This year, titans of business, government and society face a near tidal wave of anxiety-provoking events and trends in “The New Global Context” they will discuss this week. Rather than upbeat discussions of start-ups and breakthroughs, they will confront some of the world’s most intractable issues just as global events highlight the failure of sufficient vision, creativity and cooperation to prevent catastrophes large and small. And while the United States may be feeling mildly triumphant about its economic resurgence, globally, the State of the Union is volatile, uncertain and fragile, not strong. Among the negative “disrupters” commanding attention from the world’s best and brightest are:
Climate change — while not a new topic at Davos, there is a greater sense now that we are running out of time and options. Last year was the world’s hottest (according to NASA) and rife with “weather events.” Sea levels have risen faster than expected for nearly 20 years. A January Science report finds that even as sea levels rise, sea life and all marine ecosystems have been badly damaged by human activity (though less than ecosystems on land) and a real likelihood of a “major extinction event.” Scientists now cite a loss of global environmental “carrying capacity” and the risk that we are approaching several “tipping points.” Apparently, even Pope Francis is fed up, and plans an encyclical on the matter before November negotiations in Paris.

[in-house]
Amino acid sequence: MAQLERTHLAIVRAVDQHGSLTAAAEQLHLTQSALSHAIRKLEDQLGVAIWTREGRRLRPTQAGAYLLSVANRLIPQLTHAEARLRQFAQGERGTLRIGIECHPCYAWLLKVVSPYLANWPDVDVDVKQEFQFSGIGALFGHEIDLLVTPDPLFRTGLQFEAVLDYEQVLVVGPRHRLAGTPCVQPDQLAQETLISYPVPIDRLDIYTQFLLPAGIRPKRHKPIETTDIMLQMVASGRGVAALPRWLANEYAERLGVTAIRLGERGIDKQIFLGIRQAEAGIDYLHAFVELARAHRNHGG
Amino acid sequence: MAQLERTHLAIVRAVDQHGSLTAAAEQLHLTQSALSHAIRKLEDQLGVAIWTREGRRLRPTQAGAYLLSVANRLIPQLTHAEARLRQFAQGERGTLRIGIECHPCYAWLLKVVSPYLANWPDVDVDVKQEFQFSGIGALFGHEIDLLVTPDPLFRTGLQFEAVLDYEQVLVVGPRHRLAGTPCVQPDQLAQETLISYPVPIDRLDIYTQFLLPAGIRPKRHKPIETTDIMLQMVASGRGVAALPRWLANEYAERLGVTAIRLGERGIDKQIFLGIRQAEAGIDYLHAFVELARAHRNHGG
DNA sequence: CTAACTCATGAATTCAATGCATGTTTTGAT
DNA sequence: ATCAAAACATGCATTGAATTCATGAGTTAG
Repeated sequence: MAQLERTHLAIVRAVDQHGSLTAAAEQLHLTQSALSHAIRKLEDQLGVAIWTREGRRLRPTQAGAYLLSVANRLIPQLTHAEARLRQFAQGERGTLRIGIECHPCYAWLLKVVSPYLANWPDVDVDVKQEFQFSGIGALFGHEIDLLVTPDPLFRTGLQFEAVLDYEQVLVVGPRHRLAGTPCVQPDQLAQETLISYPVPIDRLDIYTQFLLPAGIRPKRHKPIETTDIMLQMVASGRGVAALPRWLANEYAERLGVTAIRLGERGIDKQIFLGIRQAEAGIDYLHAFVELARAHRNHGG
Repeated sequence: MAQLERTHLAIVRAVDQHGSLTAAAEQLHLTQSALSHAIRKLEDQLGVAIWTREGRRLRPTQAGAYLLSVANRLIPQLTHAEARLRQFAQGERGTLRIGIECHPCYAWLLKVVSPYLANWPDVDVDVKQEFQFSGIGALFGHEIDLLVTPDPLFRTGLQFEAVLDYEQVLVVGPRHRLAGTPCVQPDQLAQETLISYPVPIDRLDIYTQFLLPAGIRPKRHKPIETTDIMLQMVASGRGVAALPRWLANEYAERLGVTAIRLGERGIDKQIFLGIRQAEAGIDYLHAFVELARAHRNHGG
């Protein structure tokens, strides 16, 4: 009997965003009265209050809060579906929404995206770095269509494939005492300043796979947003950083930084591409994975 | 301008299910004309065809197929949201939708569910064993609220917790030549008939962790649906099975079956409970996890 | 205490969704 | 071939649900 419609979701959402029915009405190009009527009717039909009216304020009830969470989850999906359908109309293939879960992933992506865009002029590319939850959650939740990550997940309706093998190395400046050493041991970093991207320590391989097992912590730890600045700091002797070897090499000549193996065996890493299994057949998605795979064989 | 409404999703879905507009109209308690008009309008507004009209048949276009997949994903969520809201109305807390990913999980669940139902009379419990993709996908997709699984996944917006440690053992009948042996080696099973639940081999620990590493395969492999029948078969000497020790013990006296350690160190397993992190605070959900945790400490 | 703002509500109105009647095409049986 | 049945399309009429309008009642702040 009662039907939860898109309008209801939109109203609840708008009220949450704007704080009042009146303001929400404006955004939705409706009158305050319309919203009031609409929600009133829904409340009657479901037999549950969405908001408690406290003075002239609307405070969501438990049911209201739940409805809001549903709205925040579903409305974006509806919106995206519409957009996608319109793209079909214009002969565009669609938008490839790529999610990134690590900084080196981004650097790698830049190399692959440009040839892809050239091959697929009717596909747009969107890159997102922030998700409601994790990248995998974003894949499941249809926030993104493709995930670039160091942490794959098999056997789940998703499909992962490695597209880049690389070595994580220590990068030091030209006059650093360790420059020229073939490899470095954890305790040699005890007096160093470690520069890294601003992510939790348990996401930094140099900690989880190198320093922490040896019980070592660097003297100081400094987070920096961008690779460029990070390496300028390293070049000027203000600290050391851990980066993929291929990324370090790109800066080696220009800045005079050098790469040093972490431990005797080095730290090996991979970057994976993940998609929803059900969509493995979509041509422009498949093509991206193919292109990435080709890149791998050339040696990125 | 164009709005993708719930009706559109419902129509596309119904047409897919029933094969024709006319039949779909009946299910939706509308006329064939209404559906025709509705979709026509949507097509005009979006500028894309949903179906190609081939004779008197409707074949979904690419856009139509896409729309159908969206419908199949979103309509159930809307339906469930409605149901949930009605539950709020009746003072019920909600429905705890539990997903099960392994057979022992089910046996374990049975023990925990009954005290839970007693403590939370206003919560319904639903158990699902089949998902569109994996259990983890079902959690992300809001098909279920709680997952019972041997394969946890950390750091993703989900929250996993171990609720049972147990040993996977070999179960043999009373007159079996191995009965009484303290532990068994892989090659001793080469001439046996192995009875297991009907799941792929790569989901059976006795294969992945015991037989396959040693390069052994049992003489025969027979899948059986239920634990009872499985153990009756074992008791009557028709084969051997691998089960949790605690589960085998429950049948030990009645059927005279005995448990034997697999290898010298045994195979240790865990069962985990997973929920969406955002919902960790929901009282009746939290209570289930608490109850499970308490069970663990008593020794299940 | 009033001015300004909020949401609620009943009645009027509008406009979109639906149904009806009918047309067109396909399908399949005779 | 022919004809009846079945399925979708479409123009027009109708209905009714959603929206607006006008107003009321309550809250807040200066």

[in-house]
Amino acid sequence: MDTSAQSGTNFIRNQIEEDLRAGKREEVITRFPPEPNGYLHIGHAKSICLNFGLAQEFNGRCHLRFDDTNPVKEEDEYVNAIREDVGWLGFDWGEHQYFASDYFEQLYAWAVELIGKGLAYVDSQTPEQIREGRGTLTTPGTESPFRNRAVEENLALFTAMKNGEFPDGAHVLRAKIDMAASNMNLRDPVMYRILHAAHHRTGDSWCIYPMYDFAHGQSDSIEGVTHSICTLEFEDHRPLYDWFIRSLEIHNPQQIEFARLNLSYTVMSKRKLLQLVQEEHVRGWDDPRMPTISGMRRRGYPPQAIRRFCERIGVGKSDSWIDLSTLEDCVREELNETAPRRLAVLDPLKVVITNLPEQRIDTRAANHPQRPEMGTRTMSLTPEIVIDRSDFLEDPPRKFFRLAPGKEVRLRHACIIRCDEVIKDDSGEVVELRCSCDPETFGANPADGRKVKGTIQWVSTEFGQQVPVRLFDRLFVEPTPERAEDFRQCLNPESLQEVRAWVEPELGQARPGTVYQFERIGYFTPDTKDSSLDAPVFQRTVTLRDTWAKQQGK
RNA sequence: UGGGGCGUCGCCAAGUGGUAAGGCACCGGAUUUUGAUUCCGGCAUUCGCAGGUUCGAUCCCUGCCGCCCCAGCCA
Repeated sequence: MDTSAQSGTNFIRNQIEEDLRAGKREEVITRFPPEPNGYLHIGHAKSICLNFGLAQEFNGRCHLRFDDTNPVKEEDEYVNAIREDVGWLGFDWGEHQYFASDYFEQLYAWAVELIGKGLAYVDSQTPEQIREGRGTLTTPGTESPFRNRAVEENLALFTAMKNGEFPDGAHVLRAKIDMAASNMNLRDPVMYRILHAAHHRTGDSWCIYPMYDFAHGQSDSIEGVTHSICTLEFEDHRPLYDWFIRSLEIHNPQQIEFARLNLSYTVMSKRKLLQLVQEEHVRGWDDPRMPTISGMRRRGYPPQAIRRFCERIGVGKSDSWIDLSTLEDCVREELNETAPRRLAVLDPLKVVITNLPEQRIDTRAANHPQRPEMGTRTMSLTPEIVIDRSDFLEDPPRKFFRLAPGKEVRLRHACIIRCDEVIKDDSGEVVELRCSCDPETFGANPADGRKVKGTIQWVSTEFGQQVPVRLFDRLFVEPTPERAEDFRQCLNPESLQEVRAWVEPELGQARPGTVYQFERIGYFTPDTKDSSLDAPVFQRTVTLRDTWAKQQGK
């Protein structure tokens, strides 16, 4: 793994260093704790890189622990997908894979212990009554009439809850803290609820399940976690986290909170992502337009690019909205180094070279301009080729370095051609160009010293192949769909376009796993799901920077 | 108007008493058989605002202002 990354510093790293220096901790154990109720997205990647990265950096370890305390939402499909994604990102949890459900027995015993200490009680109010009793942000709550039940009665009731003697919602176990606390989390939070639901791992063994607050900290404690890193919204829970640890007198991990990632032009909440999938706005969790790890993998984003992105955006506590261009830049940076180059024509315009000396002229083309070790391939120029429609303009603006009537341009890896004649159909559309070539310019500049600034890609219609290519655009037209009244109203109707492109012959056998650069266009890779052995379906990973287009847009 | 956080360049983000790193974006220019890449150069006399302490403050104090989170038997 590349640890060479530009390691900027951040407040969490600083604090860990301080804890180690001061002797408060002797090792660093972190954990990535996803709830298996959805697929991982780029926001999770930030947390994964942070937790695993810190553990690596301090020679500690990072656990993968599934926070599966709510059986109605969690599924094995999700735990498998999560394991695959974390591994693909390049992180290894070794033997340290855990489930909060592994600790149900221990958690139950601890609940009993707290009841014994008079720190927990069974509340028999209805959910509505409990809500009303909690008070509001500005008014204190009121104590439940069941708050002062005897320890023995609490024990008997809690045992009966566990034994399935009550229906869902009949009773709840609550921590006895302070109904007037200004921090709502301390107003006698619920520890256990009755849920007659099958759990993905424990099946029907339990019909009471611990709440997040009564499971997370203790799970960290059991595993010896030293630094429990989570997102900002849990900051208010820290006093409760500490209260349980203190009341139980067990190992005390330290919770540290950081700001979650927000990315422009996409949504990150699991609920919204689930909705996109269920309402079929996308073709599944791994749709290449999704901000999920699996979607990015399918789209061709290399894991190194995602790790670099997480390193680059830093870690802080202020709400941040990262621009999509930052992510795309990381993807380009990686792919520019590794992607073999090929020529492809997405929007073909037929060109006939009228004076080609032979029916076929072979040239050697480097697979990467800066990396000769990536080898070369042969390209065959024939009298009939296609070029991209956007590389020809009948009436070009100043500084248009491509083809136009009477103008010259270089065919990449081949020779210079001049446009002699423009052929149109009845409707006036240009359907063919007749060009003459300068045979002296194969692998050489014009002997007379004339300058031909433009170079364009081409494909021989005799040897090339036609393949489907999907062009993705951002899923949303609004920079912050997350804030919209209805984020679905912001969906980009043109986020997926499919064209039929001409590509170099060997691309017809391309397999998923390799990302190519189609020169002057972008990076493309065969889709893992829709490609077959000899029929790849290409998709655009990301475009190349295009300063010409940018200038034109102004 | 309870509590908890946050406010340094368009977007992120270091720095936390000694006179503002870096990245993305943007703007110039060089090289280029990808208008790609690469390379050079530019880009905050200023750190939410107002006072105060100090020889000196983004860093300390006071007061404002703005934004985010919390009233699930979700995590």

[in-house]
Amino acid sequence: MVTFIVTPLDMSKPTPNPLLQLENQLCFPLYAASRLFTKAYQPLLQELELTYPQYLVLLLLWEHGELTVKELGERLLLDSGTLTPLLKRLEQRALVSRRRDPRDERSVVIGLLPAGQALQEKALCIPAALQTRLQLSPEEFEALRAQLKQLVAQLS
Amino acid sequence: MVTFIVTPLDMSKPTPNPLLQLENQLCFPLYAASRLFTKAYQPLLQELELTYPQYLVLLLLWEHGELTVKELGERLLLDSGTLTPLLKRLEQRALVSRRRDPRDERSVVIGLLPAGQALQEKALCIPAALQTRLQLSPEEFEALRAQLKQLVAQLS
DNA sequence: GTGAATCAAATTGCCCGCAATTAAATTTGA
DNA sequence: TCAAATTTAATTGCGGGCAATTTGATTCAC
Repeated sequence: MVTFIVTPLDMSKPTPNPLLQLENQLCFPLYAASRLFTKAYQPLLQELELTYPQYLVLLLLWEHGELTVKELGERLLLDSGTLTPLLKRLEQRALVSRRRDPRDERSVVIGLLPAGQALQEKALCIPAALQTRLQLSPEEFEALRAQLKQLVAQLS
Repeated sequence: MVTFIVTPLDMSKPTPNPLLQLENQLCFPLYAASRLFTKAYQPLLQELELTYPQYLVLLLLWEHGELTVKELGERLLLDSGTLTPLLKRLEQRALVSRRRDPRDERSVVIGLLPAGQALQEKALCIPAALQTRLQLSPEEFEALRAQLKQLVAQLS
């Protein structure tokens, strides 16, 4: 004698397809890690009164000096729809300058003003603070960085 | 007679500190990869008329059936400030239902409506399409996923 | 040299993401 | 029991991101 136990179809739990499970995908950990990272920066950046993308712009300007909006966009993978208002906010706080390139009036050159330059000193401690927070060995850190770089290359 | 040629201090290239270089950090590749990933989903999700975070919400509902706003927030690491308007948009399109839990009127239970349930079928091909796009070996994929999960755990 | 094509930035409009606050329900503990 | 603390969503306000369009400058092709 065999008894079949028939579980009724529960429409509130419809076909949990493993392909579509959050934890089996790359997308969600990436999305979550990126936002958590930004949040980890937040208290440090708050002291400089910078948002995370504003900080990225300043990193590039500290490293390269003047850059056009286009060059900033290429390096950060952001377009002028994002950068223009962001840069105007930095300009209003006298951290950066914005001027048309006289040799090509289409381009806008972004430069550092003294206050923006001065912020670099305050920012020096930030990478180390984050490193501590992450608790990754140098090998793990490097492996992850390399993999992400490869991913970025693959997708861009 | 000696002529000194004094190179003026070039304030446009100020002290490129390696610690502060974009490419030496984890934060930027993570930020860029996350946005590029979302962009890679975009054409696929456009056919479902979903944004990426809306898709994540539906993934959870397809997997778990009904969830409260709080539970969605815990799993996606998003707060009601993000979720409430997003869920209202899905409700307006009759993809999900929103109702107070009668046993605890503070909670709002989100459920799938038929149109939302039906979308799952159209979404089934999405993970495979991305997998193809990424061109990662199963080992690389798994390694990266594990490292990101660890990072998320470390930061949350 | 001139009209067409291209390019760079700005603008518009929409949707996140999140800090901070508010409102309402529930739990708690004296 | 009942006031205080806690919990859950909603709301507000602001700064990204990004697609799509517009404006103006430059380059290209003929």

Pandemics — Ebola is slowing for now, but deadly microbial “superbugs” are still mutating to be resistant to the best medicines we now have. Jim O’Neill (former Goldman Sachs chief economist) chaired a just-released report for the UK-government report that finds that failure to combat antimicrobial resistance (AMR) will cut global GDP by up to $100 trillion, and kill an additional 10 million people worldwide, by 2050. WHO Director General Chan, government leaders and medical experts warn that unless we accelerate globally development and proper use of diagnostics, new medicines and infection prevention measures, common diseases will become untreatable and standard medical procedures too dangerous to use. The lack of awareness as to the dangers of current overuse and wrong use of antibiotics, and of the need for vigorous infection prevention, is profound — in both developed and developing countries. R&D costs are very high and incentives still too low to revitalize the pipeline of new medicines, despite progress in several developed-country markets, where capacity and science-based industries exist. Global understanding and cooperation will be essential to winning this battle.
Inequality and Social Fragility — While global poverty has fallen dramatically in the last 20 years, middle class wages are stagnating and inequality (economic and political) is rising in much of the world — both developed and developing. This undermines the view both within and between countries and regions that participatory, market-based economies and democratic governance can deliver better lives for the majority. Worry about this will make for strange bedfellows in Davos. Oxfam International executive director Winnie Byanyima (Davos 2015 co-chair) and Bill Gates will join Larry Summers, IMF’s LaGarde, OECD Chief Gurria, Mohammed El Erian and unexpected others in arguing passionately for a policy agenda (e.g. higher wages, global tax reform, infrastructure investment, access to education and “inclusive growth”) to address inequality. China’s slowdown, Europe’s doldrums and Japan’s inability to re-capture its “Japan Inc.” vibrancy overshadows good news, such as Africa’s faster growth. Worse, economic pain and social frustration encourage interest groups and countries to protect vigorously their piece of the economic pie, rather than to cooperate to grow it, e.g. via trade and investment efforts.